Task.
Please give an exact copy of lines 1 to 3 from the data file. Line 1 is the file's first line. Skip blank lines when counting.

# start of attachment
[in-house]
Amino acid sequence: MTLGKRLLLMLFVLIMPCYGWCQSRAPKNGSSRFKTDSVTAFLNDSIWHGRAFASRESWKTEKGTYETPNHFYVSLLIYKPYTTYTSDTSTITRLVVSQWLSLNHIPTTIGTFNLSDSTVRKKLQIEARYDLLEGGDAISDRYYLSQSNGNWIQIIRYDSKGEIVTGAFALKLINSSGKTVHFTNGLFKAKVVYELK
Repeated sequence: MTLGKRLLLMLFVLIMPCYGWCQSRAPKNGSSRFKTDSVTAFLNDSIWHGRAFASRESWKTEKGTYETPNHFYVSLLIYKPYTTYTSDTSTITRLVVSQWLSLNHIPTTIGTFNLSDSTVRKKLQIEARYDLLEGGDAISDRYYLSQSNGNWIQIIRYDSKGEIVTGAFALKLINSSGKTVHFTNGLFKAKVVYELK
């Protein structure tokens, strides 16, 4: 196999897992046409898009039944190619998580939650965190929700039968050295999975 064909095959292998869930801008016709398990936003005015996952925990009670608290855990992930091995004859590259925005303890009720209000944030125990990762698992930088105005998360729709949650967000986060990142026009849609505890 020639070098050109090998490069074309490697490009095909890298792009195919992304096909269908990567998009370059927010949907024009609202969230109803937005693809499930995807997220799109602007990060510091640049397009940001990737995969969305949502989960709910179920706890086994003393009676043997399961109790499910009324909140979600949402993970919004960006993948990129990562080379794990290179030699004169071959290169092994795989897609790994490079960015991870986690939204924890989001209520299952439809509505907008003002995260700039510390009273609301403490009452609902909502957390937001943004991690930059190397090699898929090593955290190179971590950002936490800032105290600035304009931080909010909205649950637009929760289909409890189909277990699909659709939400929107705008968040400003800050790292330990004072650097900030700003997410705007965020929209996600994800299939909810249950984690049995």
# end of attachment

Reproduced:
[in-house]
Amino acid sequence: MTLGKRLLLMLFVLIMPCYGWCQSRAPKNGSSRFKTDSVTAFLNDSIWHGRAFASRESWKTEKGTYETPNHFYVSLLIYKPYTTYTSDTSTITRLVVSQWLSLNHIPTTIGTFNLSDSTVRKKLQIEARYDLLEGGDAISDRYYLSQSNGNWIQIIRYDSKGEIVTGAFALKLINSSGKTVHFTNGLFKAKVVYELK
Repeated sequence: MTLGKRLLLMLFVLIMPCYGWCQSRAPKNGSSRFKTDSVTAFLNDSIWHGRAFASRESWKTEKGTYETPNHFYVSLLIYKPYTTYTSDTSTITRLVVSQWLSLNHIPTTIGTFNLSDSTVRKKLQIEARYDLLEGGDAISDRYYLSQSNGNWIQIIRYDSKGEIVTGAFALKLINSSGKTVHFTNGLFKAKVVYELK